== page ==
One of the big problems Glassberg says he sees with people’s online habits is password reuse. People will use the same password for their Amazon account, Gmail, Netflix, etc. “The thing to remember is that these smart TVs are really computers stuffed in the back of a television,” Glassberg said. “They have things like video cameras, and they have online conveniences like Netflix. So if I can capture one set of credentials, there’s a very good possibility that I could reuse them somewhere else,” he explained.

Even an item as innocuous as a shared printer can pose a threat. “In the same way you think you’re connecting to a website, you can think you’re connecting to this printer, but it’s actually a rogue device,” Glassberg said. Scammers can also hack into the printer to view documents that have been sent to it or even install malware that lets them control it remotely. “It’s not a very common attack, but it is a risk,” Glassberg said.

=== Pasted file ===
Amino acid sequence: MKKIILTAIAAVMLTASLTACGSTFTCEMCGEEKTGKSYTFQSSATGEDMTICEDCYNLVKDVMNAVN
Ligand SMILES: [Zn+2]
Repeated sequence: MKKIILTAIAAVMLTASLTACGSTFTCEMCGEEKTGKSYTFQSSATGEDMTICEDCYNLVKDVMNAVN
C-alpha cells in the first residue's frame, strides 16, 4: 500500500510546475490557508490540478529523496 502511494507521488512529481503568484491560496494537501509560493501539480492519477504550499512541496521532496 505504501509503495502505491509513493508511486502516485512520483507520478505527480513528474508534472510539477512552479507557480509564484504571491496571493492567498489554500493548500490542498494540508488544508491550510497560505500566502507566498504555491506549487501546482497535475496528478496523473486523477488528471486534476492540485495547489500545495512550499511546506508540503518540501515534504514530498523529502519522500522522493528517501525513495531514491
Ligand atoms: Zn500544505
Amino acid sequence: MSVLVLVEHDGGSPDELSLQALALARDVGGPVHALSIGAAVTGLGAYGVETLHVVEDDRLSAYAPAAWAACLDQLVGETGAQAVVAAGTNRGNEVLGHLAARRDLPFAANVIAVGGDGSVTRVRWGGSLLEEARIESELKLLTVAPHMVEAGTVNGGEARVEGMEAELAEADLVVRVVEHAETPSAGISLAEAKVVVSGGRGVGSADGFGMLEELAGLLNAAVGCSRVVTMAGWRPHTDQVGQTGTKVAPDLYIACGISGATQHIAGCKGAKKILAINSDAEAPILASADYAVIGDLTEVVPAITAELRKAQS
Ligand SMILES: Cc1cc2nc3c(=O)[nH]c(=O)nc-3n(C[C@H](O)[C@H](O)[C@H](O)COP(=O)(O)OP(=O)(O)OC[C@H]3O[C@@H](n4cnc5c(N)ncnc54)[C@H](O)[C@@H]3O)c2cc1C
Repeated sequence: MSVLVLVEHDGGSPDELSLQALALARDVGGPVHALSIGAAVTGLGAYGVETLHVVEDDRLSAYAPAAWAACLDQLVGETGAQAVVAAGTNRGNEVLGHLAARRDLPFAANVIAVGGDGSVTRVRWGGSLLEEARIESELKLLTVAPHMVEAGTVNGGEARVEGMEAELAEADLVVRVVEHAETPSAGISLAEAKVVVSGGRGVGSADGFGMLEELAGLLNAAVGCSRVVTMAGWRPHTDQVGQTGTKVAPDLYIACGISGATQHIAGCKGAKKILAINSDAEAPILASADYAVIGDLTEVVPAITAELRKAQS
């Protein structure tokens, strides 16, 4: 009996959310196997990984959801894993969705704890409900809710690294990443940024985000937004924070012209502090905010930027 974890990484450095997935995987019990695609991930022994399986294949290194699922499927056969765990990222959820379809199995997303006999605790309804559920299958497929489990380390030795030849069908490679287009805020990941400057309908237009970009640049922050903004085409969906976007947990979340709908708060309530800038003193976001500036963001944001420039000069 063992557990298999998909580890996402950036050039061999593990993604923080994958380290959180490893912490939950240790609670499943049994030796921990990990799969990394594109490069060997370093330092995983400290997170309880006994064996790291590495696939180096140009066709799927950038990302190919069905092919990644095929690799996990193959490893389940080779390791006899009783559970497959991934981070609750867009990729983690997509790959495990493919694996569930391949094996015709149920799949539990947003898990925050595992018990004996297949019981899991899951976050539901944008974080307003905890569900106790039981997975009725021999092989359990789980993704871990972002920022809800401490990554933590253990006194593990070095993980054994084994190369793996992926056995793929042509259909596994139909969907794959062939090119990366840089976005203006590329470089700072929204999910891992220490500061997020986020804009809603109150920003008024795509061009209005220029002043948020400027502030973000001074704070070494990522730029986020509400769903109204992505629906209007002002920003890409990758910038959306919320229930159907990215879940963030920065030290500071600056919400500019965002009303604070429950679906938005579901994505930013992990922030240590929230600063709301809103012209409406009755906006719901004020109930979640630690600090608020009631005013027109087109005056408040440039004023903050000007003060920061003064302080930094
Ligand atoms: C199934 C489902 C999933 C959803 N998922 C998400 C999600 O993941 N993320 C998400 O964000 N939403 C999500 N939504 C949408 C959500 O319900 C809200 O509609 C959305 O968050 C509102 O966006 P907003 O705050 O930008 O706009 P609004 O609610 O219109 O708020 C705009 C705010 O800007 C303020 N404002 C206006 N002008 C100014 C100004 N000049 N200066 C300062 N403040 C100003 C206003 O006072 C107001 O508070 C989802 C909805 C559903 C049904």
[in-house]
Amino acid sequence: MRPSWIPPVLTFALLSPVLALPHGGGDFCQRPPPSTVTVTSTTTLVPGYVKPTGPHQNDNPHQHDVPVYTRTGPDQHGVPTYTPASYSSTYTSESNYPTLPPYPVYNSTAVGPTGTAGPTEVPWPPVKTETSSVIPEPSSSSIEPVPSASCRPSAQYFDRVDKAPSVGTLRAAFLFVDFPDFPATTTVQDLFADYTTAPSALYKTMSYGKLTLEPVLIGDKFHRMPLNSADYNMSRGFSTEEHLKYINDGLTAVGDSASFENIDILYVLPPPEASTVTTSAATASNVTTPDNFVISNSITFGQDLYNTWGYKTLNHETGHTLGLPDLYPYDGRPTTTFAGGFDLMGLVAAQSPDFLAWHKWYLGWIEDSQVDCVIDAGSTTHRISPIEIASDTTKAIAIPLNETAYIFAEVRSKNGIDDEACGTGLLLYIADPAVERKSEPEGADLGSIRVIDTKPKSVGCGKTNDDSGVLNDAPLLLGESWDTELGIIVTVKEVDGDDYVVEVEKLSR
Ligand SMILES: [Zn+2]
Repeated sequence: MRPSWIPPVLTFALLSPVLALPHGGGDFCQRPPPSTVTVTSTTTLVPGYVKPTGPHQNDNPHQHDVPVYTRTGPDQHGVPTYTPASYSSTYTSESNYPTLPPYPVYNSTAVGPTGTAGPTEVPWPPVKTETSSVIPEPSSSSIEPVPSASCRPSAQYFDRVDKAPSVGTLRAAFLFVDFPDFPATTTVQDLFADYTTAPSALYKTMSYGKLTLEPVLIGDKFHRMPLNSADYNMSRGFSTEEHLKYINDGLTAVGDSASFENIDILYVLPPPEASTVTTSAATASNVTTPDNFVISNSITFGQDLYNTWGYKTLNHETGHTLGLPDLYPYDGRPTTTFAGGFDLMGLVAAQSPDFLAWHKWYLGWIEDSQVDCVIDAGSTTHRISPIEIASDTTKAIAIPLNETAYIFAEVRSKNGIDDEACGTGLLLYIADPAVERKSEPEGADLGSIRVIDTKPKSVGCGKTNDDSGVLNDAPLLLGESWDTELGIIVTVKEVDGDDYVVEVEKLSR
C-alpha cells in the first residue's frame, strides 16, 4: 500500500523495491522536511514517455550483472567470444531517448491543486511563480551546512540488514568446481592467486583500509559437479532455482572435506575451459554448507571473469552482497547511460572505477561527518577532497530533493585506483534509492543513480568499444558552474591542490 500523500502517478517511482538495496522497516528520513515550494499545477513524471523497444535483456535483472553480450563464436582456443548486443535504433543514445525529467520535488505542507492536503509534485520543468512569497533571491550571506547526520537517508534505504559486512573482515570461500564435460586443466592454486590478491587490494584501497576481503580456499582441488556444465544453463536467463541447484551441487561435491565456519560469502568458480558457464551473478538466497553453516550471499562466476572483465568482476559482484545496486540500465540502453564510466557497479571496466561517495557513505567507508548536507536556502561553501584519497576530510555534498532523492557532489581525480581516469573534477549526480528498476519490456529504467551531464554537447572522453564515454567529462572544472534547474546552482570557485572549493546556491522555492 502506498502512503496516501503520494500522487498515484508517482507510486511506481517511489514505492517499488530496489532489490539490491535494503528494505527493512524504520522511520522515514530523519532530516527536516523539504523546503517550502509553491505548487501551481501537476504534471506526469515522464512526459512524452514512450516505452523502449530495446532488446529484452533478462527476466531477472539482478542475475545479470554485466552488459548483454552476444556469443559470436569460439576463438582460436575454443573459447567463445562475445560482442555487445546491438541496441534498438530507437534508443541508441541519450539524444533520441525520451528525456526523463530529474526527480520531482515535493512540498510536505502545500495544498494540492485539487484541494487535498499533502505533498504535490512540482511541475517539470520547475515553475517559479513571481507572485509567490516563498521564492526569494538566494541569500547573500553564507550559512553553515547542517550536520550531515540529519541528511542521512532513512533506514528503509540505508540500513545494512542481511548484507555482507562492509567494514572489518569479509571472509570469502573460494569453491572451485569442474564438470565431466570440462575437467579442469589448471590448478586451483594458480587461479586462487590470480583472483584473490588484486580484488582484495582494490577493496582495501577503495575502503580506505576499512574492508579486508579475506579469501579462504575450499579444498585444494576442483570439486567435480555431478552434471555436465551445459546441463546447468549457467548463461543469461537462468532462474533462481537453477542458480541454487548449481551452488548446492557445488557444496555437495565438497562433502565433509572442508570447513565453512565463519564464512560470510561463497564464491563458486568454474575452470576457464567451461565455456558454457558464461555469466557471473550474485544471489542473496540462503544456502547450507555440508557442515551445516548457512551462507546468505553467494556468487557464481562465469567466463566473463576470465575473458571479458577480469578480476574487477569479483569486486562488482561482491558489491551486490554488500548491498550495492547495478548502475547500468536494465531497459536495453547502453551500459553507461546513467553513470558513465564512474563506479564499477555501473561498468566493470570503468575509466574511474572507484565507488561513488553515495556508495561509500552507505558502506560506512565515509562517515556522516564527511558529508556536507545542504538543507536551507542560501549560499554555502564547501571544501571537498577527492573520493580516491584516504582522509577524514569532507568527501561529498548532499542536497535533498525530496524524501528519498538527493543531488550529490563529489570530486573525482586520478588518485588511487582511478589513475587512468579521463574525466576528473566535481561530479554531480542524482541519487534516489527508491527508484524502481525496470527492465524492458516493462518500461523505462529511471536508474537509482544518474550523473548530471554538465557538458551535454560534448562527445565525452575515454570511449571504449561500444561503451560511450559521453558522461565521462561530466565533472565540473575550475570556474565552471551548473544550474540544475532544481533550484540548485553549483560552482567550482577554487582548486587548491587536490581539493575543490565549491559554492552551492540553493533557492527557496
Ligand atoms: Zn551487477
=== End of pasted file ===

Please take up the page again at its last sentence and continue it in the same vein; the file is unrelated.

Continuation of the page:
Unfortunately, opting for a regular hotel won’t eliminate the risk. Though major hotels will likely have more security features in place, that’s not always the case, and similar concerns about using Airbnb Wi-Fi networks apply to hotels too.

For example, Glassberg was recently traveling overseas and noticed that his hotel used Cisco equipment. On a lark, he decided to see if he could gain access to the network. “I logged in with the old ‘admin’ ‘admin’ credentials and what do you know? Default password,” he said.